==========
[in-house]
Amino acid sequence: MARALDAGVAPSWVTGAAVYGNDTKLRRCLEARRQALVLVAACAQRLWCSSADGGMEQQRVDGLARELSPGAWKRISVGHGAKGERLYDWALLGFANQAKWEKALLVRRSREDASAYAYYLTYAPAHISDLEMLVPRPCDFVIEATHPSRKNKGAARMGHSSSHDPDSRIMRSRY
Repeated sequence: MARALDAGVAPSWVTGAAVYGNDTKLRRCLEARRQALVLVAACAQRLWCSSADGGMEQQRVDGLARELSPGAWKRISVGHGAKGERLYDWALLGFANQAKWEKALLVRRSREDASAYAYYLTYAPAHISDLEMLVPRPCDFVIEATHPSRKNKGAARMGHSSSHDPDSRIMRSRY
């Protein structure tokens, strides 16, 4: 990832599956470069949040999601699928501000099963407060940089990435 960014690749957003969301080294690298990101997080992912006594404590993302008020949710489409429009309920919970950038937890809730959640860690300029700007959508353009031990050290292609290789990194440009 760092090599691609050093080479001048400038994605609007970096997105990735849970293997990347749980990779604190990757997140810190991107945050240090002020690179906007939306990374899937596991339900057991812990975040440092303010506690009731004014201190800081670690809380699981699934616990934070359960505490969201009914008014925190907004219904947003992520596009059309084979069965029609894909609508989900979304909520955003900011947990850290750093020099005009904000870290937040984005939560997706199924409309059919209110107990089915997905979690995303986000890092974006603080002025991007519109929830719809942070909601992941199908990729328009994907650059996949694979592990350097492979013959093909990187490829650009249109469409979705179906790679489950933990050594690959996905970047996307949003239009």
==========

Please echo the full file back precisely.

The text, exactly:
[in-house]
Amino acid sequence: MARALDAGVAPSWVTGAAVYGNDTKLRRCLEARRQALVLVAACAQRLWCSSADGGMEQQRVDGLARELSPGAWKRISVGHGAKGERLYDWALLGFANQAKWEKALLVRRSREDASAYAYYLTYAPAHISDLEMLVPRPCDFVIEATHPSRKNKGAARMGHSSSHDPDSRIMRSRY
Repeated sequence: MARALDAGVAPSWVTGAAVYGNDTKLRRCLEARRQALVLVAACAQRLWCSSADGGMEQQRVDGLARELSPGAWKRISVGHGAKGERLYDWALLGFANQAKWEKALLVRRSREDASAYAYYLTYAPAHISDLEMLVPRPCDFVIEATHPSRKNKGAARMGHSSSHDPDSRIMRSRY
């Protein structure tokens, strides 16, 4: 990832599956470069949040999601699928501000099963407060940089990435 960014690749957003969301080294690298990101997080992912006594404590993302008020949710489409429009309920919970950038937890809730959640860690300029700007959508353009031990050290292609290789990194440009 760092090599691609050093080479001048400038994605609007970096997105990735849970293997990347749980990779604190990757997140810190991107945050240090002020690179906007939306990374899937596991339900057991812990975040440092303010506690009731004014201190800081670690809380699981699934616990934070359960505490969201009914008014925190907004219904947003992520596009059309084979069965029609894909609508989900979304909520955003900011947990850290750093020099005009904000870290937040984005939560997706199924409309059919209110107990089915997905979690995303986000890092974006603080002025991007519109929830719809942070909601992941199908990729328009994907650059996949694979592990350097492979013959093909990187490829650009249109469409979705179906790679489950933990050594690959996905970047996307949003239009």